After metro bus, Islamabad needs exclusive passenger trains

ISLAMABAD: Pakistan Railways has partially repaired its image and market, both in less than a year, seemingly the only hint of the government’s success so far. The state-owned loss-making entity is seeing a turnaround by ensuring punctuality of trains, reduction of fare up to 50 percent and security of travel, itself. The nation has responded by traveling in large numbers, not witnessed in the past many years. The increased earning amounts to Rs 6 billion.However, the Golra Railway Station, the capital’s only link to the national train grid remains deserted, while the private commuters charge the citizens with exorbitant fares, still providing a bad quality of service. Islamabad deserves better treatment from the government. With 70 percent of its population hailing from across the country, special trains from the Golra Railway Station could have offered the PR, a quick revenue source while filling a massive void in the country’s quality transport market. The excessively prolonged Eid holiday season could have offered the train service provider with a golden opportunity to launch exclusive rail services plying on Islamabad-Peshawar, Islamabad-Multan and Islamabad-Attock. There’s little doubt that any train would have commuted with a single vacant seat.The railways stations in the twin cities can even compete with each other in earning maximum profits, as the capital is no more a small colony of the federal government employees. Islamabad is a sprawling city of at least 2 million residents. Islamabad dry port station in Sector I9, also called the Margalla Railway Station, can even be upgraded for the passenger trains, where once intercity service was tried a few years ago. With the metro bus service plying on the 8th Avenue, a passenger train station in the heart of the city can boost the capital’s living conditions and quality of life, both. This upgrade can definitely be a success, given the number of professionals plying between Islamabad and HassanAbdal, Wah Cantt and Taxila, every day. Not more but two passenger trains on in the capital can surely make a great business proposal. Even with the existing facilities at the Sector I9 Railway Station, the service can begin on a month’s notice.Widening of the roads to Rawalpindi, Murree, and HassanAbdal has so far proven the same point over and over again. While the disputed, heavy-budget metro bus service does address the problem to an extent, relatively longer distance travel can be eased by out-of-the-box thinking about the Pakistan Railways. For the holiday seasons, trains are booked, rather over-booked. The next choice of the middle class is a Korean bus service, based on the edge of the Motorway (M2). It takes an average passenger 90 extra minutes to catch the bus, either through a taxi or shuttle service, plying from Sitara Market in Sector G7. Besides the bus service’s over-priced ticket (which is never adjusted downwards with lowering of petroleum prices in the country), its average customer spends at least Rs 500 to reach the bus bay. And don’t forget that you can’t book online while the ticket must be bought four days in advance.For an average migrant laborer in the capital, there seems no hope for respectable, efficient transport facility. The commuter vans based in Sector G9 and Pir Wadhai follow no system or regulations. The price of the tickets and the number of seats vary with the demand. There are no benchmarks for quality of the service. Even if there are any, none is ensuring their strict compliance. From vehicle’s road fitness to punctuality, the government neither seems responsible for them nor interested. Over the past two decades, the capital has doubled in its headcount and landmass. Yet, there has been little attention to easing the inter-city traveling by giving the residents, better and greater choices. With the Pakistan Railways adding 25 locomotives in a short span of time, it’s paramount for the government to run the entity on a consumer-friendly business model. Every station, each train, and all the routes have to make profit while ensuring improved quality of service.The capital cannot depend on Rawalpindi for good. The capital’s needs have been growing for a long time. Integrating the city in the national train network, with facilities such as online ticketing and last-mile freight delivery, would revive the railways’ image, besides bringing convenience in lives of the citizens.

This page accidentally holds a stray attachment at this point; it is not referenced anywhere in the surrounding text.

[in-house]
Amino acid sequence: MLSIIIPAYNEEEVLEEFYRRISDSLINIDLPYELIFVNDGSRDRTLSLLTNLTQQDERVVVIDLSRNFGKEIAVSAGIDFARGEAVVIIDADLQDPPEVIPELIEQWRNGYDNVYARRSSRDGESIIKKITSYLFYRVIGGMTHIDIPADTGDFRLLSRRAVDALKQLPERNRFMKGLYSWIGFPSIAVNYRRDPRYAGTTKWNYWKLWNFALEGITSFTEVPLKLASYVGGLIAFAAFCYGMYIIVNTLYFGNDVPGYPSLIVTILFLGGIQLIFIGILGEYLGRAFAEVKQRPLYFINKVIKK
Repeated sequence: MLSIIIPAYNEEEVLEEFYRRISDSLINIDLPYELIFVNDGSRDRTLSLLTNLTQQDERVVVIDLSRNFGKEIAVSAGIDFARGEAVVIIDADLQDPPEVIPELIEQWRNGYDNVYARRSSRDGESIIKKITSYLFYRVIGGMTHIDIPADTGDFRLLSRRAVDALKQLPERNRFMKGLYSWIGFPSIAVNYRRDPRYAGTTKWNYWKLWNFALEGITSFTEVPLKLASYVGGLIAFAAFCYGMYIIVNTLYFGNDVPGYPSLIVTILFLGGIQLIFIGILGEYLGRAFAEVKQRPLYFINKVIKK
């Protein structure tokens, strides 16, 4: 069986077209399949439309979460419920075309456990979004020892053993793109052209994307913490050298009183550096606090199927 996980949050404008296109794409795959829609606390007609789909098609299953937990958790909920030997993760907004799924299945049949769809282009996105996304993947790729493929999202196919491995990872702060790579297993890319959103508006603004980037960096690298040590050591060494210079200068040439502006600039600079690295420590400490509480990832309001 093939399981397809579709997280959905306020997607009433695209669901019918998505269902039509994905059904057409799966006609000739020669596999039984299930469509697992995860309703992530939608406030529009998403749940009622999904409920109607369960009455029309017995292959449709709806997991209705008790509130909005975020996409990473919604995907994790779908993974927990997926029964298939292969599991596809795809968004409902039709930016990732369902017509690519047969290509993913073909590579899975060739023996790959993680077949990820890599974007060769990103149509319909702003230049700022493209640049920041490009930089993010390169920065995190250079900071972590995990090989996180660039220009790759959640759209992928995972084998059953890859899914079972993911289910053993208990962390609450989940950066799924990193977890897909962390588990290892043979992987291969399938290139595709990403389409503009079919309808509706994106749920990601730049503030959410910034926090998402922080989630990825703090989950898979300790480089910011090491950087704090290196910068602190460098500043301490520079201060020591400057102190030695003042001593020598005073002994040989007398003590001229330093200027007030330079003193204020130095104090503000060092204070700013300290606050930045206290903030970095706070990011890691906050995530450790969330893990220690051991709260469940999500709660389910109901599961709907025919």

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Aaj Kal